New Melbourne director hits the ground running

11 July, 2013 by IF

Press Release

Bunker Productions International is proud to announce that its short film Photocopier has just been selected to screen at the Melbourne International Film festival (MIFF).

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Directed by Louise Alston, written by her husband Stephen Vagg and produced by Eva Di Blasio, Photocopier will screen at the Forum Theatre in the prime time slot of 6.30pm on Friday 2 August.

This latest announcement follows Alston’s directing success at the Melbourne International Comedy Festival (MICF) with Sidekicks – a play which enjoyed stellar reviews in Melbourne and a five-star run at the Adelaide Fringe Festival.


Alston, who also directed award winning feature films ALL MY FRIENDS ARE LEAVING BRISBANE and JUCY, says she’s ‘not following all her friends to Melbourne’.

She admits however, that she’s been on a roll since moving to Victoria this year to work on Neighbours.

“Neighbours is a nice change from indie feature films; people here are working for love and money!”

Starring Gyton Grantley, ALL MY FRIENDS ARE LEAVING BRISBANE, had a string of international festival successes and was nominated for an AFI Award in 2008.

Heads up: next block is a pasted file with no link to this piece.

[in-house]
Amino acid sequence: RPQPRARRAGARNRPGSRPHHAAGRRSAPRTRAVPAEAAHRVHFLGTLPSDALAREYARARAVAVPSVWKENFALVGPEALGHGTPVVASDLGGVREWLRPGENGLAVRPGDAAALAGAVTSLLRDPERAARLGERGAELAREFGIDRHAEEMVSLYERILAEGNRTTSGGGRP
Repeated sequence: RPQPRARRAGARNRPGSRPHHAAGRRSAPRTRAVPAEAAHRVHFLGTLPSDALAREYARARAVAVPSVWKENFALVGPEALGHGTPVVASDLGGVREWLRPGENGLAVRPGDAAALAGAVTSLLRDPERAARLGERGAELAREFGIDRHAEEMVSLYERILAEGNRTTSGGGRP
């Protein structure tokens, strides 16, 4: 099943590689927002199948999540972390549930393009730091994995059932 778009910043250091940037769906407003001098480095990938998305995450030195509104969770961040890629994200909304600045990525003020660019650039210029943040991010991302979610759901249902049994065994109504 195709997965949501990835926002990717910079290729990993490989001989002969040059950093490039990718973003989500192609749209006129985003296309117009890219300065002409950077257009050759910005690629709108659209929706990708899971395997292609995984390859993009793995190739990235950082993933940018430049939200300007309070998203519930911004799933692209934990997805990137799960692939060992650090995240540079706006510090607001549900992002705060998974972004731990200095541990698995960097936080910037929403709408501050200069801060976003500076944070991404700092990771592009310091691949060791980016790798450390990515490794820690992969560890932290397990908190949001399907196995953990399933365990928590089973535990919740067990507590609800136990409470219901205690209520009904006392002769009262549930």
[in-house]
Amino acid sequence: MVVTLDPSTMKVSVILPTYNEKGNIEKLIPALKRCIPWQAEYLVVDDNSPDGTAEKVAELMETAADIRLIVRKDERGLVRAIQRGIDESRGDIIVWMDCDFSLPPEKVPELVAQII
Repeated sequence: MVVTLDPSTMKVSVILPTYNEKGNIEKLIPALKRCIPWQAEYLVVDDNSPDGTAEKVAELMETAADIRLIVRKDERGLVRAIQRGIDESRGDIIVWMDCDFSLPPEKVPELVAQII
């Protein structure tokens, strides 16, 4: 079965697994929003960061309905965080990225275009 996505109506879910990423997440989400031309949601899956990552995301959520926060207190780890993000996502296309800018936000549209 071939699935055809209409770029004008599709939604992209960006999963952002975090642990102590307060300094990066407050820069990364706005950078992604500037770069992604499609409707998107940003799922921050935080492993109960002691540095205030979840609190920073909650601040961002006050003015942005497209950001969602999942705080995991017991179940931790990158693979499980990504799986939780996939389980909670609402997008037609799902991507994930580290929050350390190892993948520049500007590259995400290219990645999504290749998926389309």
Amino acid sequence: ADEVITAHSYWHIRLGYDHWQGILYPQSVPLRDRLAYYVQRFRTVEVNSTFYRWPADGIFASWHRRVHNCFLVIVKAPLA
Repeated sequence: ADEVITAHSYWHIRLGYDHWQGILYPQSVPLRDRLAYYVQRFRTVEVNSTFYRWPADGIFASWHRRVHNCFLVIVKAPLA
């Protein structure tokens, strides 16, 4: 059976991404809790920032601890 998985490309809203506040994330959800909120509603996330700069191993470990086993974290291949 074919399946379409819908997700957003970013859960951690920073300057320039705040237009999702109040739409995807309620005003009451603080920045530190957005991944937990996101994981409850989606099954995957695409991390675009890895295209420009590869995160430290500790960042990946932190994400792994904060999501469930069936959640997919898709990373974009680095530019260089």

JUCY had its world premiere at the Toronto International Film Festival in 2010, before being released in the USA.

“A hit on Netflix, JUCY was also stocked in Blockbusters and Wallmarts across the country.”

“My American friends started sending me photos of it on their phones, and it made me want to direct something again, ASAP!”

“I’ve wanted to bring Stephen’s script to life for ages and making a short film is a great way to get into production,” said Alston.

According to Alston, Photocopier was a chance to work with some great rising talent, specifically Tom Stokes, who is in the upcoming RAILWAY MAN (starring Colin Firth and Nicole Kidman) and Emily Rose Brennan (Underbelly Razor) who also appeared in Alston’s Sidekicks.

“I really enjoy working with actors. Tom and Emily are so talented, I’m so glad to have the chance to direct them.”

“Plus short filmmaking is more liberating; it doesn’t come with the angst of feature film development.

“That said, I hope to make a Victorian feature in the not too distant future,” Alston said.
 

 

 

 

 

 

 

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